Council No. 21 Health & Welfare Fund,
2:17-cv-02755-AB (E.D. Pa. June 20, 2017) (hereinafter
“Metro”), and International Union of
Painters & Allied Trades District Council No. 21 Health
& Welfare Fund v. Metro Glass & Metal Company,
2:17-cv-02757-AB (E.D. Pa. June 20, 2017) (hereinafter
“IUPAT”) (collectively, the
Metro, Marrero and Metro lodged contract and
commercial tort claims against several union entities,
including the Pension Fund. Metro, ECF 1. But,
Marrero and Metro, among other litigants, stipulated to
releasing the Pension Fund from the suit on July 26, 2017.
Id., ECF 17.
IUPAT, several union entities sued Marrero and Metro
for allegedly failing to make payments required by the
collective bargaining agreements. IUPAT, ECF 1. The
Pension Fund was not a party to this suit. See Id.
Nevertheless, the claims in IUPAT arose from many of
the same facts at issue in the instant matter. Compare
IUPAT, ECF 1, with ECF 1.
and IUPAT were consolidated on November 8, 2017.
Id., ECF 15. The cases were later settled, with the
parties filing a stipulation of dismissal with prejudice on
January 30, 2018. ECF 12-2; see also Metro, ECF 41;
IUPAT, ECF 18. By so doing, the union entities still
in the case released their claims against Marrero and Metro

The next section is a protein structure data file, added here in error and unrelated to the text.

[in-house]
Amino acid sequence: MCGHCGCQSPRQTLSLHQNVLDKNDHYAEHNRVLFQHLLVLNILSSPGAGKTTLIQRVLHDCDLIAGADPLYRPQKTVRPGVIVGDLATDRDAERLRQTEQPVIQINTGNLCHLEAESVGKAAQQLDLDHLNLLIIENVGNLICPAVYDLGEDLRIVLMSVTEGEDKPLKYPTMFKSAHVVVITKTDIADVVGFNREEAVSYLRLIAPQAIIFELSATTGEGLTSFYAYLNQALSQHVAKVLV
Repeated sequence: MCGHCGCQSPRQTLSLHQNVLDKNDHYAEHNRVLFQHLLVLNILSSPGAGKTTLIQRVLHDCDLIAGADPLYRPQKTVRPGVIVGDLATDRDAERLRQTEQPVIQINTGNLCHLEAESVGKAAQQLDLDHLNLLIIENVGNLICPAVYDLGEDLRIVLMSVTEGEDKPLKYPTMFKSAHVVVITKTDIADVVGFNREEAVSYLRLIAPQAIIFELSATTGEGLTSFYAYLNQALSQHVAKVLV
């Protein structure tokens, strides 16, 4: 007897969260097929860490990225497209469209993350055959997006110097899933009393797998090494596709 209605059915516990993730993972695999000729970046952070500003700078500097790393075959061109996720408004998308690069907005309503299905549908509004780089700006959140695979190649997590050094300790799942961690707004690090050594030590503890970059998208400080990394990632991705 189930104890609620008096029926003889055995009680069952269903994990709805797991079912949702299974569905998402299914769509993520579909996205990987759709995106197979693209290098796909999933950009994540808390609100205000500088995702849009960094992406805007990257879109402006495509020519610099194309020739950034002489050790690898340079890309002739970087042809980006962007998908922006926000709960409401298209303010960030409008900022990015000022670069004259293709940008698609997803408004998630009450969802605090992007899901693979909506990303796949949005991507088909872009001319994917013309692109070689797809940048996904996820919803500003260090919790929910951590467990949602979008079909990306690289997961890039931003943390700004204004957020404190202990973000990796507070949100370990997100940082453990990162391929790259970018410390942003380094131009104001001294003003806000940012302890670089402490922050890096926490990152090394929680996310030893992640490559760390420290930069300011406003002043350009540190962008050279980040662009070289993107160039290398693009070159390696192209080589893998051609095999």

by operation of a Settlement Agreement. ECF 12-1 at 2. On
February 14, 2018, the Pension Fund filed suit in this
District. ECF 1. Those claims arose from many of the same
allegations at issue in this case. Compare IUPAT,
ECF 1 with ECF 1.
move to transfer this case to the Eastern District of
Pennsylvania pursuant to 28 U.S.C. § 1404(a). ECF 12-1
at 5-6. They contend that the transfer is proper from
“the standpoint of judicial economy” so that the
case may be consolidated with the Pennsylvania Litigation.
ECF 12-1 at 5. Moreover, they assert that “the Eastern
District of Pennsylvania will be a more convenient forum for
the majority of parties and witnesses involved.” ECF 17
at 4. Defendants note that “[m]ovants have no ties to
Maryland - they have no offices or employees in Maryland and
conduct no business in the state of Maryland.” ECF 17
Pension Fund disagrees, contending that ERISA heavily favors
the Pension Fund's choice of venue. ECF 15 at 8. Further,
it argues that the interest of justice supports this Court
retaining the case because Judge Anita B. Brody, who handled
the Pennsylvania Litigation, has denied Marrero's motion
for a temporary restraining order and preliminary injunction
to declare the instant case improper or enforce the
Settlement Agreement. ECF 15 at 10-11; see also
Metro, ECF 45.
1404(a) states, in relevant part: “For the convenience
of parties and witnesses, in the interest of justice, a
district court may transfer any civil action to any other
district or division where it might have been brought.”
Notably, § 1404(a) “reflects an increased desire
to have federal civil suits tried in the federal system at
the place called for in the particular case by considerations
of convenience and justice.” Van Dusen v.
Barrack, 376 U.S. 612, 616 (1964). To that end, it helps
“to prevent the waste ‘of time, energy, and
money' and ‘to protect litigants, witnesses, and
the public against unnecessary inconvenience and
expense.'” I ...